U.S. oil exports surge to 1.53 mn bpd in sign of evolving energy markets

by | February 9, 2018 1:45 am

The United States’ surging crude production is now making it a major global oil exporter with shipments traveling to far flung places as the United Arab Emirates (U.A.E), China and the U.K.
The end of a ban on U.S. exports in 2015 coupled with the rapid growth of shale production, has changed the flow of petroleum around the world. Shipments from U.S. ports have increased from a little more than 100,000 barrels a day in 2013 to 1.53 million in November, according to Bloomberg data.
Brent crude stood at $64.65 per barrel (pb), Thursday, according to Bloomberg data.
“As long as the price is high, shale will continue to produce which has a moderating effect, however when the price goes below $30 pb, it going to be expensive to produce shale oil, compared to countries like Saudi Arabia who produce for less than $10,” said Abayomi Fawehinmi, an energy analyst at a Lagos-based consulting firm.
Fawehinmi added, “The international oil price has in the past touched $140 per barrel, so the current price is not bearish, however in 2018 the price of oil will likely be in the range of $60. Shale production responds to the price of oil, it can’t initiate it, but when the price is high it will serve as a modulator which we are currently seeing.”
The U.S. exported about 700,000 barrels of light domestic crude in December to the U.A.E., the Census Bureau reported this week.
“Despite UAE membership of OPEC, UAE buying crude from U.S might have been on a basis of a good relationship they have with the US government,” said Dolapo Oni, head of energy and research, Ecobank.
U.S. net oil imports have plunged to below 3 million barrels a day, the lowest since data available starting 45 years ago, compared with more than 12 million barrels a day in 2006. The U.S. could become a net petroleum exporter by 2029, the Energy Information Administration (EIA) said this week.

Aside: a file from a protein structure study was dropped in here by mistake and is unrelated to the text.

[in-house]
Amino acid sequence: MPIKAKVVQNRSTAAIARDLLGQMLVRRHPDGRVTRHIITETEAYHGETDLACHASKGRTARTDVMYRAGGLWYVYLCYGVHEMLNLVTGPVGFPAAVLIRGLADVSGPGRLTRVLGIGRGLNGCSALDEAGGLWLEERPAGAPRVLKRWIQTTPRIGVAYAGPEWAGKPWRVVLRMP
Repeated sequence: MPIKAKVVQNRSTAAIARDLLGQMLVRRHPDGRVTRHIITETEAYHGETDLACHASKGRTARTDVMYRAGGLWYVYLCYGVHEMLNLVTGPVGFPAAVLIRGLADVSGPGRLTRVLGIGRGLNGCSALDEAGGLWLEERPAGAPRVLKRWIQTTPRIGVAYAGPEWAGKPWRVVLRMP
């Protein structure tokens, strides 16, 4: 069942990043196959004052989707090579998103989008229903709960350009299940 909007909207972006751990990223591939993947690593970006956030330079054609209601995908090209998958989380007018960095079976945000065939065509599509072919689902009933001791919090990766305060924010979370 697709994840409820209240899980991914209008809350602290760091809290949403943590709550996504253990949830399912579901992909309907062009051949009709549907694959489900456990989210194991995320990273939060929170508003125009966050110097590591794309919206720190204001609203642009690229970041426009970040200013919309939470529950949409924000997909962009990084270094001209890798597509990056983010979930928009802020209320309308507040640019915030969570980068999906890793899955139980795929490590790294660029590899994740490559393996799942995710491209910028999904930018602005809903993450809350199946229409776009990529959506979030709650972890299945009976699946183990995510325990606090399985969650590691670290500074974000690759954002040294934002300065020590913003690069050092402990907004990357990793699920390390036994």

There is mounting concern that rising US output, which is expected to surpass Saudi Arabia and rival Russia, could offset production curbs led by OPEC and Russia, putting more downward pressure on prices.
The question of whether the shale sector can continue at this pace remains an open debate as OPEC 14 member countries produce some 40 percent of global oil output, thereby giving them some influence on the oil price and the global economy.
Surging U.S. production threatens to offset the impact of OPEC’s deal with Russia to keep 1.8 million barrels a day off the market through 2018.
Oil prices fell for a fourth straight session on Wednesday after government data showed U.S. crude and fuel stockpiles rose last week, while American drillers continue to increase production.
The EIA’s preliminary figures showing U.S production at 10.25 million barrels a day was telegraphed by last week’s report that November output rose above 10 million barrels a day for the first time since 1970.
On Tuesday, EIA forecast U.S. production will average 10.6 million barrels a day this year, enough to continue surpassing output from Saudi Arabia, until recently the world’s second-biggest producer. In 2019, EIA sees American output at 11.2 million barrels, enough to rival top producer Russia.
The EIA also said on Wednesday that American crude in storage tanks and terminals increased by 1.9 million barrels last week as refiners shut or limited operations to conduct seasonal maintenance. Gasoline and diesel stockpiles expanded as well.
Nigeria’s exemption from any cuts to its crude oil output has combined with higher prices and stability in the Niger-Delta to boost the inflow of petrodollars, boosting external reserves and calming the nerves of foreign investors.
“OPEC will not continue to give us production cuts. We are lucky we can push out more volume because Bonga is back which an advantage is for us,” Fawehinmi concluded.